More scientifically, the Japan Meteorological Agency has built five Earthquake Prediction Centres around the country, where seismic events are closely monitored, so that even the start of work in a quarry or a car crash can show up on their screens. If amajor quake were to be clearly indicated by the data, the "six wise men" of the agency's assessment committee would be summoned by pager, to confer as to whether the prime minister should be advised to deliver a warning to the nation.

Such a thing has never yet happened, and the immature state of the science of earthquake prediction, coupled with the terrifying political implications of announcing a warning - causing a major business shutdown - and getting it wrong, make it hard to imagine its happening any time soon. Only 10 days ago, a professor in the science and engineering department of a university in Kyoto warned that pressure on tectonic faults between Osaka and Kyoto was building up, and was likely to cause a force 7 earthquake; but he hedged his bets by saying that it could be expected within the next century.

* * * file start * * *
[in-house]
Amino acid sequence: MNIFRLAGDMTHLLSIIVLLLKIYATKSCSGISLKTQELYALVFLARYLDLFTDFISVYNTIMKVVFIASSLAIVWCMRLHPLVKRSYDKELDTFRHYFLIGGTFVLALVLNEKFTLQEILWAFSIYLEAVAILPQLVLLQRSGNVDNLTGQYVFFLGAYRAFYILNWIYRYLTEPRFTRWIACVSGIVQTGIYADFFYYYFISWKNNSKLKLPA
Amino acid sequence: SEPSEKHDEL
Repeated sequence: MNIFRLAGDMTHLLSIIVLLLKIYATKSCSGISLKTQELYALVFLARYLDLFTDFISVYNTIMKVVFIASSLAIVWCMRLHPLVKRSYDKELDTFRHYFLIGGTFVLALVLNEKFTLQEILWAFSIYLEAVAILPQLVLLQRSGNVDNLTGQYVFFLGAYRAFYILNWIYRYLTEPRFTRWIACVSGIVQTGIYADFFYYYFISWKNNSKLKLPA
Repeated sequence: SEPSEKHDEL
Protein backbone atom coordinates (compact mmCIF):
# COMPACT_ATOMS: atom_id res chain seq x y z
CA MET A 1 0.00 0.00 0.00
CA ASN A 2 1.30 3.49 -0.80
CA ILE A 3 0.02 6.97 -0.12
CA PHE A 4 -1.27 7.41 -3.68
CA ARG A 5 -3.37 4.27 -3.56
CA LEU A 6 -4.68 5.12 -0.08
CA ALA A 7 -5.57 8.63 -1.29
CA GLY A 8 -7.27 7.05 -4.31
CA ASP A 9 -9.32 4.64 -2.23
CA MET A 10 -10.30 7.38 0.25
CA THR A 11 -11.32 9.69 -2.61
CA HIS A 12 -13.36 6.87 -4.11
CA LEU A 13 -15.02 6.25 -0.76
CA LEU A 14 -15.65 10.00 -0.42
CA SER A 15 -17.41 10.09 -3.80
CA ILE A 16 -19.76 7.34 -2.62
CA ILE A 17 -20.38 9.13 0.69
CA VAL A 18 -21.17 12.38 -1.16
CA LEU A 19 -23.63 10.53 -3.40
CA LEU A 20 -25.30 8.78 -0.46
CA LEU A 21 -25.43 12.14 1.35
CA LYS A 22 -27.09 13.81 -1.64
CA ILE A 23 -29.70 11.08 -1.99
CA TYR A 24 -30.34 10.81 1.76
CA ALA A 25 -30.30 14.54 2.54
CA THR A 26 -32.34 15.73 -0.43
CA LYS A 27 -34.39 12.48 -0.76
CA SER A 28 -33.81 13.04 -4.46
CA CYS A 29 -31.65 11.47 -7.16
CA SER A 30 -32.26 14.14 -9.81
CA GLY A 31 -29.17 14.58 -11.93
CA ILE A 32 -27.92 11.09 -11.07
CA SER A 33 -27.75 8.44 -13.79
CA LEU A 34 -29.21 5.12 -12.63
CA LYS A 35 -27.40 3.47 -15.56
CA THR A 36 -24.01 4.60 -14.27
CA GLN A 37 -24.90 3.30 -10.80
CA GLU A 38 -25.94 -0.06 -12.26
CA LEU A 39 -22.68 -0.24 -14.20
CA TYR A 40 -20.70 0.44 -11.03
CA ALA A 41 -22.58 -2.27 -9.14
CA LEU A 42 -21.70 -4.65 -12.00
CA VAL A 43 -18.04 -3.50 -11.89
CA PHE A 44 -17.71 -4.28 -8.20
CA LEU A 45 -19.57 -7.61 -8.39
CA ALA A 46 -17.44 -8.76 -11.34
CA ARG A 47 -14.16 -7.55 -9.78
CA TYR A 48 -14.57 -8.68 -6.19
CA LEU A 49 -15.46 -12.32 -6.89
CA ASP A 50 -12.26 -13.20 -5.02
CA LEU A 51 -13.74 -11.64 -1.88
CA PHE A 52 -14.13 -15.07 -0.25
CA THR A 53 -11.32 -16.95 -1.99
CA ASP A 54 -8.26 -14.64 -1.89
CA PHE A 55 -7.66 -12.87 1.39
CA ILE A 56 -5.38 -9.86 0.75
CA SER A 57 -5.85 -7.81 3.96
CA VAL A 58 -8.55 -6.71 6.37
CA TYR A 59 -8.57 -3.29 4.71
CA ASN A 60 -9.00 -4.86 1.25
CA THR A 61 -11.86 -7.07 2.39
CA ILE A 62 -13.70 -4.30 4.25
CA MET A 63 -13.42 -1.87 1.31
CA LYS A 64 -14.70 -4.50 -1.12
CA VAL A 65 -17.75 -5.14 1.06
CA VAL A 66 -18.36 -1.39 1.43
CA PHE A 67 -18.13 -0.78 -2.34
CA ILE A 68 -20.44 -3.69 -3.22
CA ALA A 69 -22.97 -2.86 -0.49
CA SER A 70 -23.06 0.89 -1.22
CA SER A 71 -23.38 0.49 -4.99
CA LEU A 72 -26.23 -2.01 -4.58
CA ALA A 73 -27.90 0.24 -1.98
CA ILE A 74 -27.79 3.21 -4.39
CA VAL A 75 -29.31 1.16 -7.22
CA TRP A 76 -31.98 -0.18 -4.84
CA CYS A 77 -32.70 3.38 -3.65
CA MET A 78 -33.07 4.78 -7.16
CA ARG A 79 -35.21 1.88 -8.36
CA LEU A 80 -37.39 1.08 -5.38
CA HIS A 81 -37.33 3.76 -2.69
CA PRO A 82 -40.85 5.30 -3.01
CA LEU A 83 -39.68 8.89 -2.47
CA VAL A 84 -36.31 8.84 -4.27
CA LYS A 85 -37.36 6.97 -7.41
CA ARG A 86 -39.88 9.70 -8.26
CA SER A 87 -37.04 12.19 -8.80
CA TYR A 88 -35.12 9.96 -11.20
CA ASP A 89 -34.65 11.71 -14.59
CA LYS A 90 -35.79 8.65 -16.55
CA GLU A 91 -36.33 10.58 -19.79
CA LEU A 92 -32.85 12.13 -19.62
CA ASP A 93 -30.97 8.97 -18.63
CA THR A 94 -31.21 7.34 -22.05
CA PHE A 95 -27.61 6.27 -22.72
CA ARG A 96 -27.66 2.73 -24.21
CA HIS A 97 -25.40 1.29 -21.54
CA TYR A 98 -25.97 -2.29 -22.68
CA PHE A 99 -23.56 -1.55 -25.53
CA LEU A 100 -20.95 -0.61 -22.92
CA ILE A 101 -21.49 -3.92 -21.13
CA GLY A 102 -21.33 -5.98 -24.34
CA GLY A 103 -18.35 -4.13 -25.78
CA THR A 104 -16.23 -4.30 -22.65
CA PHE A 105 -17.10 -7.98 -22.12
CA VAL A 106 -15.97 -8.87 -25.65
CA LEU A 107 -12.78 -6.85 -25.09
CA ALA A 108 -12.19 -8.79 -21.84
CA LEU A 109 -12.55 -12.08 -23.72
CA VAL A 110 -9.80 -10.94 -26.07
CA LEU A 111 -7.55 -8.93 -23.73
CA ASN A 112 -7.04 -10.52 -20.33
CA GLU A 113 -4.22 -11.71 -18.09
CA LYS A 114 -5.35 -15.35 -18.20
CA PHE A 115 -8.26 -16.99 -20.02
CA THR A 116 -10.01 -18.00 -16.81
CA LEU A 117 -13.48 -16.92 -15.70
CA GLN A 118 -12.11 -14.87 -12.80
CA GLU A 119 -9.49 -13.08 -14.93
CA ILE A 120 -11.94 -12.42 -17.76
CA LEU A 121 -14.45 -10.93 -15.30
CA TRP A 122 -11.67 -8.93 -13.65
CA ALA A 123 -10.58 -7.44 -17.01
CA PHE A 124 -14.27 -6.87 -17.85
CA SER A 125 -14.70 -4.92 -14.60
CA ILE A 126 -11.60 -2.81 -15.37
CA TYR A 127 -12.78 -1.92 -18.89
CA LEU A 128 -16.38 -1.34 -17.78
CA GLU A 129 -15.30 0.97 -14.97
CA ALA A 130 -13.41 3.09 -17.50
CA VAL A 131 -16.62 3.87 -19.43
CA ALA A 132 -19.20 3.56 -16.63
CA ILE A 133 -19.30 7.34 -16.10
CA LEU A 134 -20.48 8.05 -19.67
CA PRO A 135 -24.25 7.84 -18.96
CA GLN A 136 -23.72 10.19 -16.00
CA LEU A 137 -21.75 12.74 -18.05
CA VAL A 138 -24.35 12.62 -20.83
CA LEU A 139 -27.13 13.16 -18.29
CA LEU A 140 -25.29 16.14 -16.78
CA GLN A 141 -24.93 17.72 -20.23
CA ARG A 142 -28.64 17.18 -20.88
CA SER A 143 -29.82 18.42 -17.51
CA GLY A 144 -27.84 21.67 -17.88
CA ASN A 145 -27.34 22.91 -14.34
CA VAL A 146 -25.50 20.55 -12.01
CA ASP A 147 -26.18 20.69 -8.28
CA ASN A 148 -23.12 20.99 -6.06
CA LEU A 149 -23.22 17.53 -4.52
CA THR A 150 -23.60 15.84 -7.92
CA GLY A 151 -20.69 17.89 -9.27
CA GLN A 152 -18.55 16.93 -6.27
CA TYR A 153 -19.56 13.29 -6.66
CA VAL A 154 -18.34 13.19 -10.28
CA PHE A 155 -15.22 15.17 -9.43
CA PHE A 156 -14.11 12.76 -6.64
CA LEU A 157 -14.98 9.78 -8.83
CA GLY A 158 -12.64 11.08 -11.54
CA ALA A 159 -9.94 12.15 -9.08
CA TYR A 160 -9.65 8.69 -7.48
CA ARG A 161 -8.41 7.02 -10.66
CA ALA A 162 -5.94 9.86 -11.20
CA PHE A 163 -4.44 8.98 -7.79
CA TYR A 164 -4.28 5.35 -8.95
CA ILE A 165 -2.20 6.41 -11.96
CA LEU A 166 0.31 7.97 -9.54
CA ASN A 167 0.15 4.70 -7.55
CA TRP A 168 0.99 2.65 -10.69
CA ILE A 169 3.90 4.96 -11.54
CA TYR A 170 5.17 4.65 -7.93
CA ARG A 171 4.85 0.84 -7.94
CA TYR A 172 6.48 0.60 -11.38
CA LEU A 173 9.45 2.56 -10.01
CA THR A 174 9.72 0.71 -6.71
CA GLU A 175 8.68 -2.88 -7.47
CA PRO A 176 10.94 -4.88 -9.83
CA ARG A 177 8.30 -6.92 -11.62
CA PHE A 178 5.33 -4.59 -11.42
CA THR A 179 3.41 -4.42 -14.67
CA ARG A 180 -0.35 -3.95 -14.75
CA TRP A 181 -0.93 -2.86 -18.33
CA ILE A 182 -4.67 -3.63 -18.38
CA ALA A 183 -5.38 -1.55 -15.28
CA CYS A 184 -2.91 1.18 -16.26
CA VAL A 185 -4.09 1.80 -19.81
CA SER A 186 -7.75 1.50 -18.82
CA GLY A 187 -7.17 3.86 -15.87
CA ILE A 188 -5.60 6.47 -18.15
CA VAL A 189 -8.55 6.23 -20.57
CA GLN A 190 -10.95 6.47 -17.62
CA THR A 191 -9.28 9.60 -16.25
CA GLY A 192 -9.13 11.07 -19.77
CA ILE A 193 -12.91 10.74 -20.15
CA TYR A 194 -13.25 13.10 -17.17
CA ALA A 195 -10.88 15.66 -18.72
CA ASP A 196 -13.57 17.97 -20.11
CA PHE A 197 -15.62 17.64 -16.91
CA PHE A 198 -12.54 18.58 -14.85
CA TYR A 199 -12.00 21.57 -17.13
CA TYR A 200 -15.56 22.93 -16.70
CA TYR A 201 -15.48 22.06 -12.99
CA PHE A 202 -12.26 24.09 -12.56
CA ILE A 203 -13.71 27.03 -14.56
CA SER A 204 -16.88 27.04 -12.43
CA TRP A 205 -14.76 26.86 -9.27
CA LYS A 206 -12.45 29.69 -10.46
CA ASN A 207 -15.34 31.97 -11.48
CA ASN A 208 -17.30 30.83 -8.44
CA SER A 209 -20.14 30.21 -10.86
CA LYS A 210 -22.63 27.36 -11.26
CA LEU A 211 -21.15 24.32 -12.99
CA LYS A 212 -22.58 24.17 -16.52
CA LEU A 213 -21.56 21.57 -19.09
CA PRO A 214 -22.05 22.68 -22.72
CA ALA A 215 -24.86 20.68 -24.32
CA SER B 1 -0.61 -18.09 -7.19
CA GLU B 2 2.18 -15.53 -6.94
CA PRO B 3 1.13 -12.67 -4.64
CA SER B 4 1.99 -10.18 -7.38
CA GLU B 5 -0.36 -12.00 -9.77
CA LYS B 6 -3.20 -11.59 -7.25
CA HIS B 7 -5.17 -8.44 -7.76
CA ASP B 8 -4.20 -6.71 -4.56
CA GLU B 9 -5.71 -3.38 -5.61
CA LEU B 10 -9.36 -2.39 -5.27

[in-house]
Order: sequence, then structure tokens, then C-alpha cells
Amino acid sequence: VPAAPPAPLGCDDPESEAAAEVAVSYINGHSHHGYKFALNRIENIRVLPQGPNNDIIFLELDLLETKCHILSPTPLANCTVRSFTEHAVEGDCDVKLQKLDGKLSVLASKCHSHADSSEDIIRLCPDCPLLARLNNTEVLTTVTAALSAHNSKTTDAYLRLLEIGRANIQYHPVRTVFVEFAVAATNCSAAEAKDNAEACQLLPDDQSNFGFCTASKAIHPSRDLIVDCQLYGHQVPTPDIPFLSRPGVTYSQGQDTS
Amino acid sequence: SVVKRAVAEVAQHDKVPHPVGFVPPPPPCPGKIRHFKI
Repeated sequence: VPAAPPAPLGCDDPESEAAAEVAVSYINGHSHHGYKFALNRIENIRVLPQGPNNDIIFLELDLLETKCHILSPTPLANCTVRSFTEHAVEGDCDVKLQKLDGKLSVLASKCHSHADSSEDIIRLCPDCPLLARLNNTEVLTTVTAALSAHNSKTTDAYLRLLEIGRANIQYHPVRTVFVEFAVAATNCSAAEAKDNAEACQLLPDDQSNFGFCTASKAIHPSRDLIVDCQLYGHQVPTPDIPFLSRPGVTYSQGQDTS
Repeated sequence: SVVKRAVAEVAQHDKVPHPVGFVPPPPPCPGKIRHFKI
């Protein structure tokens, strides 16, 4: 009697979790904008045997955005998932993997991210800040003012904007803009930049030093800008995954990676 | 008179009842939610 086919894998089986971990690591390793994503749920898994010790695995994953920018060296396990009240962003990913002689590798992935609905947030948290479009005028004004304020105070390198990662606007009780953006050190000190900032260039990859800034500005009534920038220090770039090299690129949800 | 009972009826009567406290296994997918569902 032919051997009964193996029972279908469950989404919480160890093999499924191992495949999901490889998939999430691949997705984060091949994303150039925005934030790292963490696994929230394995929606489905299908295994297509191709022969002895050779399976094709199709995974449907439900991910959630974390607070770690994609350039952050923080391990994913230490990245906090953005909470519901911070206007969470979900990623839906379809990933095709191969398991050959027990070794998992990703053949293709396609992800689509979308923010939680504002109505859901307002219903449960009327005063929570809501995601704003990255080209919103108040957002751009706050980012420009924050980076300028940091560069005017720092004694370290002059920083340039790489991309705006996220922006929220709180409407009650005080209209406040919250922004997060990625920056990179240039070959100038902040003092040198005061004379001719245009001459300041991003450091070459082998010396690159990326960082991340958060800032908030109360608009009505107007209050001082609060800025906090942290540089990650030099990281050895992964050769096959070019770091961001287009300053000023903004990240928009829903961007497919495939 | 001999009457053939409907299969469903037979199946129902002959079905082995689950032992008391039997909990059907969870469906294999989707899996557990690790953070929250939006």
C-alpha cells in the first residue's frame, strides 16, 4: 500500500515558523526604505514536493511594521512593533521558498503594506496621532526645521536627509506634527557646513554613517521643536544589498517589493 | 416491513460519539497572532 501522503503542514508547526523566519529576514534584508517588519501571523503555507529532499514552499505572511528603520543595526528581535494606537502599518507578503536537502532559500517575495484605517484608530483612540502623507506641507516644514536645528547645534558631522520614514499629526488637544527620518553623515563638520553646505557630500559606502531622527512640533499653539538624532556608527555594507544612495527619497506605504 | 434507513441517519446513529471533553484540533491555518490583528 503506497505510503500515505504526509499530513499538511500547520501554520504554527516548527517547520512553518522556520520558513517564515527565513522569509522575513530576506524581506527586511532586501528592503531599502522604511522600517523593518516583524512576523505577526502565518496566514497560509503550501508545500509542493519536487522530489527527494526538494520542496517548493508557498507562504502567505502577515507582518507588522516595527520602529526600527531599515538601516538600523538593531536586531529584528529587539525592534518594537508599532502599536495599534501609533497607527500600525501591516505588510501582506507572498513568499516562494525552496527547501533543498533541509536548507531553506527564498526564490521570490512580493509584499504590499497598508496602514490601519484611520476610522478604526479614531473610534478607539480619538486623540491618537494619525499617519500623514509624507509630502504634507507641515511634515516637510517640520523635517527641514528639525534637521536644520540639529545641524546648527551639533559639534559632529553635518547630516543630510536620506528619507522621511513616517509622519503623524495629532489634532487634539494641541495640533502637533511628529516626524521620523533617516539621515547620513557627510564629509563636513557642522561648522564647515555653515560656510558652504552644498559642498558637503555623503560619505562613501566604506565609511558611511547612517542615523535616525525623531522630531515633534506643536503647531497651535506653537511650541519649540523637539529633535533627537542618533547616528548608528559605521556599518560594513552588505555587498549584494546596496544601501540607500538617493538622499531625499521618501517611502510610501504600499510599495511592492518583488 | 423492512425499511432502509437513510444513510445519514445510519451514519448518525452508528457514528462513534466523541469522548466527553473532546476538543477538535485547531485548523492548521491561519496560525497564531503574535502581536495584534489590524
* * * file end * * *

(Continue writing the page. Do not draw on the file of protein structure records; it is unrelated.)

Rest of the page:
Unable to run or hide, and given little hope of getting a proper warning, how does the citizen of Kobe or Tokyo confront seismic doomsday? Just as the earthquake itself strips away Japan's Western veneer, revealing its Asian core and leaving it with the sort of massive death toll one would expect in a city of the Third World, so the prospect of a fatal quake exposes the unchanged, Asian contours of the Japanese soul.

Like death, decay and the cycle of the seasons, a quake belongs to that large category of things about which nothing can be done. As they bow their heads piously before great waterfalls or rocks or the Shinto shrines erected to famous generals, so they bow, orientally, to the power of the quake, in the spirit of resignation. The next moment, they begin to rebuild.

Bryan Appleyard is ill.